Staff of the Nigerian High Commission in Accra have produced documents to prove that the government of Nigeria owns the land where security operatives partly demolished a building on Friday night.
Speaking to hosts of the Asaase Breakfast Show this morning (Tuesday 23 June), Ghana’s Minister of Foreign Affairs and Regional Integration, Shirley Ayorkor Botchwey, said that Nigerian officials got first hint of an impending dispute last week.
They made appeals for assistance to Ghana’s National Security and the Ministries of the Interior and Foreign Affairs on 15 June, she confirmed.
The demolition late on Friday night targeted new structures on a walled piece of land adjoining the Nigerian High Commissioner’s residence on Barnes Road. The plot is three blocks up the road from the Canadian High Commission, within Accra’s old diplomatic enclave.
Nii Okwei Kinka Dowuona VI, head of the Osu Traditional Council, one of the units within the Ga Traditional Council area, disputes ownership of the land. On 21 June he issued a statement saying: “The said parcel of land belongs to the Osu stool and is to be used for purposes only agreed upon by the stool and its council of elders …
“The stool is also informed that the structure is [a] planned entertainment complex to be used as an events centre for commercial purposes and is not a block of flats as has been purported.”
The statement further alleged that the unnamed “trespasser” on the premises was a private businessman acting under the cover of a Nigerian diplomat. “The intention of the trespasser is to forcibly take over land under the cover of diplomatic mission from the stool land without redress and without the permission of the traditional authority and its council of elders,” it said.
“The stool informs the general public that there has never been a purchase of any parcel of land from it by the foreign office of the Nigerian High Commission,” it added. “The Lands Commission has confirmed that the High Commission did not purchase the parcel of land from them.”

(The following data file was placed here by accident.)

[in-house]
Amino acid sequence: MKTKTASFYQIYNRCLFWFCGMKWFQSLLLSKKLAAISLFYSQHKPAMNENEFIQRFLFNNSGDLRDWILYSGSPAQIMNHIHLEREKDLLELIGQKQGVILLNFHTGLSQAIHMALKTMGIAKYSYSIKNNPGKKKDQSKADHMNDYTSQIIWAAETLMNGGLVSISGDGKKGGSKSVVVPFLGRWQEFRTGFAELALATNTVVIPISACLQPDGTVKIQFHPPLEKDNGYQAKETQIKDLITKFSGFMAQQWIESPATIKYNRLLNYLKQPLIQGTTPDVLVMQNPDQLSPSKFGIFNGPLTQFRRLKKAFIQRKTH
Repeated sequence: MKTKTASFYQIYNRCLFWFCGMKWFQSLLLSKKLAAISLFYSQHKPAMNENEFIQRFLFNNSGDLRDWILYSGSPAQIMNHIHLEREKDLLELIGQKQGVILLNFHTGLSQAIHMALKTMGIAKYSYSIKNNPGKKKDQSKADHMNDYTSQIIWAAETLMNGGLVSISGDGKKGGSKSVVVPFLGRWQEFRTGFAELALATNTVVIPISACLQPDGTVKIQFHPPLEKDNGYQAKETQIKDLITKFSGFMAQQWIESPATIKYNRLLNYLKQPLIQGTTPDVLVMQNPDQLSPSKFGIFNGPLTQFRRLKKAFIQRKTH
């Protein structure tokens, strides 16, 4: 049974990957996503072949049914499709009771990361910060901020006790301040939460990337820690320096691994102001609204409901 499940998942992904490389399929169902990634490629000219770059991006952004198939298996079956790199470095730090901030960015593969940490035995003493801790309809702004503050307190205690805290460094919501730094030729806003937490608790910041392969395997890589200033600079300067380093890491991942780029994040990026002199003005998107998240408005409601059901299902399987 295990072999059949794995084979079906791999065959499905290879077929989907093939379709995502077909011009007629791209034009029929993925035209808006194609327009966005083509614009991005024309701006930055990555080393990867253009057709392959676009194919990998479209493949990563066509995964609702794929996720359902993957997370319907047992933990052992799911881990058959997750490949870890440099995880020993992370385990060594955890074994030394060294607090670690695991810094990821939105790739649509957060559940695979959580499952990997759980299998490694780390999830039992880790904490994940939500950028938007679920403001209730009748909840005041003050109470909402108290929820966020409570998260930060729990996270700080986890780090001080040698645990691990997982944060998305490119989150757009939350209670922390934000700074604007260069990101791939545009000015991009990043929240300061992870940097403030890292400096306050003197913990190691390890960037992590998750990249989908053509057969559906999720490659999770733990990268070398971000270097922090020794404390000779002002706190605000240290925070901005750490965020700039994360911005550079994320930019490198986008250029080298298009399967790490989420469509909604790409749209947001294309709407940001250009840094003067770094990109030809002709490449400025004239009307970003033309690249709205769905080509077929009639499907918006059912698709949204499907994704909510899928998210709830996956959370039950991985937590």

Ms Botchwey told the Asaase Breakfast Show that the Government of Ghana is making every effort to make restitution for what may have been a breach of the Vienna Convention, which governs diplomatic relations between nation states.
The Ministry of Foreign Affairs issued a press release on 20 June saying: “Whilst expressing regrets over the incident, the Ministry wishes to reassure the Diplomatic community in Ghana, and the Nigeria High Commission in particular, that Ghana remains a law-abiding country that upholds the principle of the rule of law, where due process is followed at all times.
“The Government will, therefore, not relent in its primary obligation to guarantee the safety of Members of the Diplomatic Corps in Ghana.”
Patrick Korlayebisi, a contractor who was working on the razed structure, says the High Commission did not receive any warning or notice of any legal problems before the demolition took place.
Staff from the Lands Commission had visited while construction was ongoing at the site, he told Joy News. The Lands Commission representatives expressed no reservations when they learned that the building on the site belonged to the Nigerian High Commission.
“It was, therefore, unfortunate that armed men later stormed the premises to pull down some buildings,” Korlayebisi said.
The Nigerian High Commission says the block of uncompleted flats on the site was intended to house staff and diplomats visiting the High Commission.
Ms Botchwey told presenters of the Asaase Breakfast Show that moderation on the part of all parties to the dispute will be the surest way to resolve the matter.
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